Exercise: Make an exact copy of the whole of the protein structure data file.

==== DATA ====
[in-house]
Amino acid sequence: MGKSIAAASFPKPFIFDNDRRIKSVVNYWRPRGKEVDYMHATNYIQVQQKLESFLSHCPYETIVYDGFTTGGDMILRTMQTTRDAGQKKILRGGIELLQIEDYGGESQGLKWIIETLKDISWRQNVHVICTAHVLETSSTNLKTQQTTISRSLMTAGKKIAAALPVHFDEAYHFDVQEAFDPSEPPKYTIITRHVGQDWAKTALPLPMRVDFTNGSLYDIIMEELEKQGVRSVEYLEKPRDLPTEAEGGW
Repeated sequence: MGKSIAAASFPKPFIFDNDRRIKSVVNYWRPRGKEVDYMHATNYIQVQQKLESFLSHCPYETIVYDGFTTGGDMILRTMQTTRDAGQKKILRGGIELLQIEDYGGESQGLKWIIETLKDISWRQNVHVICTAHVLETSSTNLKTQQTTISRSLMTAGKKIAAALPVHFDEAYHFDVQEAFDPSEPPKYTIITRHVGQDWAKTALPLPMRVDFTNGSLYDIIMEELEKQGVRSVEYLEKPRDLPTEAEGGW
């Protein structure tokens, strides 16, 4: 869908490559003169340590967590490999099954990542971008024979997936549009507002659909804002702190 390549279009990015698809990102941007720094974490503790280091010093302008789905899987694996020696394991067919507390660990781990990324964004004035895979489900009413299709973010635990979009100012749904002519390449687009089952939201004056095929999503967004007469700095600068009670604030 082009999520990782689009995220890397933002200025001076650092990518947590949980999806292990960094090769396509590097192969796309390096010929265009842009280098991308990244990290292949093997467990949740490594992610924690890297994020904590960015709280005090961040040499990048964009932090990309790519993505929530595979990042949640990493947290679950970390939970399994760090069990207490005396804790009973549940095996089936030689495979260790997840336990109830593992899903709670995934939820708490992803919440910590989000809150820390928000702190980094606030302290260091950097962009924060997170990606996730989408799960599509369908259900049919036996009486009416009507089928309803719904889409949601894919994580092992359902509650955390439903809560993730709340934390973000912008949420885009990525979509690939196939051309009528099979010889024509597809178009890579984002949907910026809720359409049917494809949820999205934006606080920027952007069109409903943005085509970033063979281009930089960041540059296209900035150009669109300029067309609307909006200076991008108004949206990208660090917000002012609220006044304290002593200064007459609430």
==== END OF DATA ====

[in-house]
Amino acid sequence: MGKSIAAASFPKPFIFDNDRRIKSVVNYWRPRGKEVDYMHATNYIQVQQKLESFLSHCPYETIVYDGFTTGGDMILRTMQTTRDAGQKKILRGGIELLQIEDYGGESQGLKWIIETLKDISWRQNVHVICTAHVLETSSTNLKTQQTTISRSLMTAGKKIAAALPVHFDEAYHFDVQEAFDPSEPPKYTIITRHVGQDWAKTALPLPMRVDFTNGSLYDIIMEELEKQGVRSVEYLEKPRDLPTEAEGGW
Repeated sequence: MGKSIAAASFPKPFIFDNDRRIKSVVNYWRPRGKEVDYMHATNYIQVQQKLESFLSHCPYETIVYDGFTTGGDMILRTMQTTRDAGQKKILRGGIELLQIEDYGGESQGLKWIIETLKDISWRQNVHVICTAHVLETSSTNLKTQQTTISRSLMTAGKKIAAALPVHFDEAYHFDVQEAFDPSEPPKYTIITRHVGQDWAKTALPLPMRVDFTNGSLYDIIMEELEKQGVRSVEYLEKPRDLPTEAEGGW
């Protein structure tokens, strides 16, 4: 869908490559003169340590967590490999099954990542971008024979997936549009507002659909804002702190 390549279009990015698809990102941007720094974490503790280091010093302008789905899987694996020696394991067919507390660990781990990324964004004035895979489900009413299709973010635990979009100012749904002519390449687009089952939201004056095929999503967004007469700095600068009670604030 082009999520990782689009995220890397933002200025001076650092990518947590949980999806292990960094090769396509590097192969796309390096010929265009842009280098991308990244990290292949093997467990949740490594992610924690890297994020904590960015709280005090961040040499990048964009932090990309790519993505929530595979990042949640990493947290679950970390939970399994760090069990207490005396804790009973549940095996089936030689495979260790997840336990109830593992899903709670995934939820708490992803919440910590989000809150820390928000702190980094606030302290260091950097962009924060997170990606996730989408799960599509369908259900049919036996009486009416009507089928309803719904889409949601894919994580092992359902509650955390439903809560993730709340934390973000912008949420885009990525979509690939196939051309009528099979010889024509597809178009890579984002949907910026809720359409049917494809949820999205934006606080920027952007069109409903943005085509970033063979281009930089960041540059296209900035150009669109300029067309609307909006200076991008108004949206990208660090917000002012609220006044304290002593200064007459609430």